Pakistani entrepreneurs are settling in nicely when it comes to setting up businesses abroad. The talent that our country possesses tends to increase day by day.
Sophie Lechner, a 53-year-old French-Pakistani (born in Pakistan and raised in France) is another person in the talented bunch who has a few tricks up her sleeve that might help others when entering the international market.
Sophie possesses an MBA degree from Colombia Business School USA and is also a double Masters in English and French Law from Sorbonne Paris as well as King’s College London.
She is the Founder and CEO of Global Commerce Education, Inc (GCE). GCE trains US and foreign companies, helping expand their businesses abroad. The training also includes cross-cultural training and capacity training.
She says that GCE weighs up a company’s business plans, objectives, capabilities and intended market, which it then uses to help the companies draw up a plan to enter the optimal market.
GCE commenced its operations 4-years-ago when Lechner came across Gene Detroyer, Executive Director of GCE. They met at a networking event for the alumni of the Columbia Business School and teamed up to start a global executive MBA program in a private French business school, which then slowly evolved into GCE.
The programs they offer include: Market Validation, Market Entry and the Ultimate Immersion Programs. GCE also offers individual programs.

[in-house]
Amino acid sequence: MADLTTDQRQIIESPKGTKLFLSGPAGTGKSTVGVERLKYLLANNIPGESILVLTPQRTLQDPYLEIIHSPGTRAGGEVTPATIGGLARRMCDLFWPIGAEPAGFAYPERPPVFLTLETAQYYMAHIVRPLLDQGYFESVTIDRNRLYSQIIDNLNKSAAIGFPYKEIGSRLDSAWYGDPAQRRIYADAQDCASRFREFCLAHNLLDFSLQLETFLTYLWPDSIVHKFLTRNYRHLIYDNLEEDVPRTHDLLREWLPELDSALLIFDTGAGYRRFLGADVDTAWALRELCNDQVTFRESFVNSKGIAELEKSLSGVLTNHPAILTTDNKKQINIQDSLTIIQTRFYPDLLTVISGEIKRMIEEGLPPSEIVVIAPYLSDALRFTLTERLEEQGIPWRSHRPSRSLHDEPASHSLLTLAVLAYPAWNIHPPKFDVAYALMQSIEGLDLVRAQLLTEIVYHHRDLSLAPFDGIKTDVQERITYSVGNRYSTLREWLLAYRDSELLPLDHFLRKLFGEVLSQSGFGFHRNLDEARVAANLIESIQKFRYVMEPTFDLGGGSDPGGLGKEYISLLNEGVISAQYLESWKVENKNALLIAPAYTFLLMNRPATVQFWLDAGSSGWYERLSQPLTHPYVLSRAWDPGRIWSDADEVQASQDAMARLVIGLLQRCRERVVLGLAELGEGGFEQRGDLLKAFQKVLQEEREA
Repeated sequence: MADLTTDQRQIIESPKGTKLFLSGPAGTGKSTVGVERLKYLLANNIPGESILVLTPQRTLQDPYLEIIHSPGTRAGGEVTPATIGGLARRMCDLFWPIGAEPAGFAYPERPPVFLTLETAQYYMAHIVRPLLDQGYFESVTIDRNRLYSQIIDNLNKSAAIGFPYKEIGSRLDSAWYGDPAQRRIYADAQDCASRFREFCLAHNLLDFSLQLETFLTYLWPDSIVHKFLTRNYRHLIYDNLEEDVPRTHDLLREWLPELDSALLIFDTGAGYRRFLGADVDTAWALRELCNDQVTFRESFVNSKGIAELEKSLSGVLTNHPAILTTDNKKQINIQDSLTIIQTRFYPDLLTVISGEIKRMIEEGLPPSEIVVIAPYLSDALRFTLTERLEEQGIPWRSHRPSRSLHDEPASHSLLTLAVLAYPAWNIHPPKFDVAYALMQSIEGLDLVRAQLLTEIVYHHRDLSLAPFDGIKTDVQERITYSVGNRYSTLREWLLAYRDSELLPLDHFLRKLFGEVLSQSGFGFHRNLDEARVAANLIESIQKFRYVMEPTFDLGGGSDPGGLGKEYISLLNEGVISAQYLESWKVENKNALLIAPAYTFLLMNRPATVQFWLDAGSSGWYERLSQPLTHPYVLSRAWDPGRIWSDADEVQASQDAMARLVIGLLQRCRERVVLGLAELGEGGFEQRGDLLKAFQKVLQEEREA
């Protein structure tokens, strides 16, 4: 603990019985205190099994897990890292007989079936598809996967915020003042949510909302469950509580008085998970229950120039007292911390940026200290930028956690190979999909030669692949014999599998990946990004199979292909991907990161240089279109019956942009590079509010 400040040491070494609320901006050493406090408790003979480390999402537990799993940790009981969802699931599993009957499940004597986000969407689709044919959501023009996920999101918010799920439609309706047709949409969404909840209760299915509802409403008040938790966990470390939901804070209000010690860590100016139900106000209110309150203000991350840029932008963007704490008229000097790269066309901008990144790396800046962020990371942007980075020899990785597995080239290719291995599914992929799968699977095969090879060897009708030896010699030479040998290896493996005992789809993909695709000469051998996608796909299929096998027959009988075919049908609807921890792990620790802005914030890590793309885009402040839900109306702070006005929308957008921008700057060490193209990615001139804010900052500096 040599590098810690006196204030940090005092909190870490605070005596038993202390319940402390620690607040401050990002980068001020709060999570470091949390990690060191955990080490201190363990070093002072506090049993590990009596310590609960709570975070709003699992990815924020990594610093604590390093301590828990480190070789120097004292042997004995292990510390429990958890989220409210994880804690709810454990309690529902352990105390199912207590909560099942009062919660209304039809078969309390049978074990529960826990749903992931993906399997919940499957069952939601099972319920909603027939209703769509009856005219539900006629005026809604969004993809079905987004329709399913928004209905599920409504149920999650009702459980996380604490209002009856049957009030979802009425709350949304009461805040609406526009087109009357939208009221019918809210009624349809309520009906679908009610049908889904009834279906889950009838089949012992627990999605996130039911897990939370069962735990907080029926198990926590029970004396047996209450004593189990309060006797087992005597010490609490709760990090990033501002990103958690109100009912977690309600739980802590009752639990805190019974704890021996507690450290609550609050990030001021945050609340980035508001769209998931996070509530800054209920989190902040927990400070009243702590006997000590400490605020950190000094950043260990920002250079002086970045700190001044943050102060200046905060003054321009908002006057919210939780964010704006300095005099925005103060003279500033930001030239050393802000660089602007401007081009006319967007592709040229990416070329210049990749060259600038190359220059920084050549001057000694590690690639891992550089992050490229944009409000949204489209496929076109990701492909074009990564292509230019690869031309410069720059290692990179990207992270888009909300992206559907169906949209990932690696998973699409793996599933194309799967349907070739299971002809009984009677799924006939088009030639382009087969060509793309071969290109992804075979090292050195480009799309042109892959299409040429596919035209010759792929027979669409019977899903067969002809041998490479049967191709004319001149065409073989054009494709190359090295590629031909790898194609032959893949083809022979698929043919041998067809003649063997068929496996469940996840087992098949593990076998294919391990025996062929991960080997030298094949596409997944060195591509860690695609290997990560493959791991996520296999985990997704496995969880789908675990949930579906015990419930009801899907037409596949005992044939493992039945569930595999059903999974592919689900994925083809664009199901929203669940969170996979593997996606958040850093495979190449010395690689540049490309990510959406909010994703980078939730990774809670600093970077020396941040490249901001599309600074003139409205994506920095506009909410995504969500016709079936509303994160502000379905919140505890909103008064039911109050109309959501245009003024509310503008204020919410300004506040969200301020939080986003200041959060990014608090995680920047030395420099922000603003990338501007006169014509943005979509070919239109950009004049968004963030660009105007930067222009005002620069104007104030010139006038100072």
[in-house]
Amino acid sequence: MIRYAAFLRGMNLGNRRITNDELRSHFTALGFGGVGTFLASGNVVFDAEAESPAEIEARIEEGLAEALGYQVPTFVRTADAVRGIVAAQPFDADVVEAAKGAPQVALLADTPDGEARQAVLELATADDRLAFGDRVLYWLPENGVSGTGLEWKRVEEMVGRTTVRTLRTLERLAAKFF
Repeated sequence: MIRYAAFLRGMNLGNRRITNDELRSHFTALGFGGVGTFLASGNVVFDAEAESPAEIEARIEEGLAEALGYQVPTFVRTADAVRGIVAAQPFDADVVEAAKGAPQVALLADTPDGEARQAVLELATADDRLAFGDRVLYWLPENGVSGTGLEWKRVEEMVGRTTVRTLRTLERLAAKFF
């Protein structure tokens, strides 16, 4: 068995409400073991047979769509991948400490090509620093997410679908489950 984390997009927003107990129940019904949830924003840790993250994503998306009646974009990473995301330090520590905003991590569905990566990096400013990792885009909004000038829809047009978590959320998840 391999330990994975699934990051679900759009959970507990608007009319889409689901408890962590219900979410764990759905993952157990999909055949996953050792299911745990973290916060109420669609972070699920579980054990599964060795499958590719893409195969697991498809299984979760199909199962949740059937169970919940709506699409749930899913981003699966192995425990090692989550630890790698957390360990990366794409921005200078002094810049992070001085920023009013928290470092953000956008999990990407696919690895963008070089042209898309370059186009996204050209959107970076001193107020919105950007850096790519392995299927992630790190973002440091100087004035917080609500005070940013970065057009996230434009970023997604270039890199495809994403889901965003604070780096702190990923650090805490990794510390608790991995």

Lechner focuses on deep cultural understandings instead of social etiquette e.g In Japan if you’re given a business card, putting it in your pocket while the person standing there is considered rude especially if you don’t read that card.
Lechner has a great professional history as well. She considers her mixed cultural background as a secret to her success.
Initially she worked as a corporate lawyer in France. After moving to the US, she started working in global marketing for Pfizer and later switched to Bayer. She has also worked with non-profit organizations in advertising and consultancy such as Seeds of Peace.
Being a daughter of parents with two different cultures, foreign family friends and attending international schools is what groomed her.
She says that business can be expanded abroad if you are “mono-cultural”, but open-mindedness and knowledge is key. “That’s more important than having the background,” says Lechner.